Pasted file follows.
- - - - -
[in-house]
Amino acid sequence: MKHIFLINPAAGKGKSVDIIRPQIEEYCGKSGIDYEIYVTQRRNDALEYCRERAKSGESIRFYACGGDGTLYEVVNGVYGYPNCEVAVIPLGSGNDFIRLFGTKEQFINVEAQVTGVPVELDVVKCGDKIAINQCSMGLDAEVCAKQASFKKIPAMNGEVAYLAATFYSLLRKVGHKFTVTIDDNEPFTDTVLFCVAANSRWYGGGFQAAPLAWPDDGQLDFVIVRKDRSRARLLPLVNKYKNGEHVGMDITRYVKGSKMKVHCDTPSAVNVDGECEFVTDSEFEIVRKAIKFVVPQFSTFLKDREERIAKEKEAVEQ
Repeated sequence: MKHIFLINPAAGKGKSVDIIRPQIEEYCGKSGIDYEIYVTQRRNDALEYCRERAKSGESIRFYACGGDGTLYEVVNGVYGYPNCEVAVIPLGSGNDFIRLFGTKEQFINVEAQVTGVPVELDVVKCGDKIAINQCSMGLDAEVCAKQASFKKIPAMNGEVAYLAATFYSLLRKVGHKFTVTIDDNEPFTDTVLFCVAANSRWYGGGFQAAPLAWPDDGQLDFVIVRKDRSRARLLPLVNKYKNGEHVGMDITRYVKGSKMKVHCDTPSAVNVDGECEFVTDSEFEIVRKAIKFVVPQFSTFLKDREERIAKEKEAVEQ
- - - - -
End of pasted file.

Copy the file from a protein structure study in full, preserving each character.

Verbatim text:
[in-house]
Amino acid sequence: MKHIFLINPAAGKGKSVDIIRPQIEEYCGKSGIDYEIYVTQRRNDALEYCRERAKSGESIRFYACGGDGTLYEVVNGVYGYPNCEVAVIPLGSGNDFIRLFGTKEQFINVEAQVTGVPVELDVVKCGDKIAINQCSMGLDAEVCAKQASFKKIPAMNGEVAYLAATFYSLLRKVGHKFTVTIDDNEPFTDTVLFCVAANSRWYGGGFQAAPLAWPDDGQLDFVIVRKDRSRARLLPLVNKYKNGEHVGMDITRYVKGSKMKVHCDTPSAVNVDGECEFVTDSEFEIVRKAIKFVVPQFSTFLKDREERIAKEKEAVEQ
Repeated sequence: MKHIFLINPAAGKGKSVDIIRPQIEEYCGKSGIDYEIYVTQRRNDALEYCRERAKSGESIRFYACGGDGTLYEVVNGVYGYPNCEVAVIPLGSGNDFIRLFGTKEQFINVEAQVTGVPVELDVVKCGDKIAINQCSMGLDAEVCAKQASFKKIPAMNGEVAYLAATFYSLLRKVGHKFTVTIDDNEPFTDTVLFCVAANSRWYGGGFQAAPLAWPDDGQLDFVIVRKDRSRARLLPLVNKYKNGEHVGMDITRYVKGSKMKVHCDTPSAVNVDGECEFVTDSEFEIVRKAIKFVVPQFSTFLKDREERIAKEKEAVEQ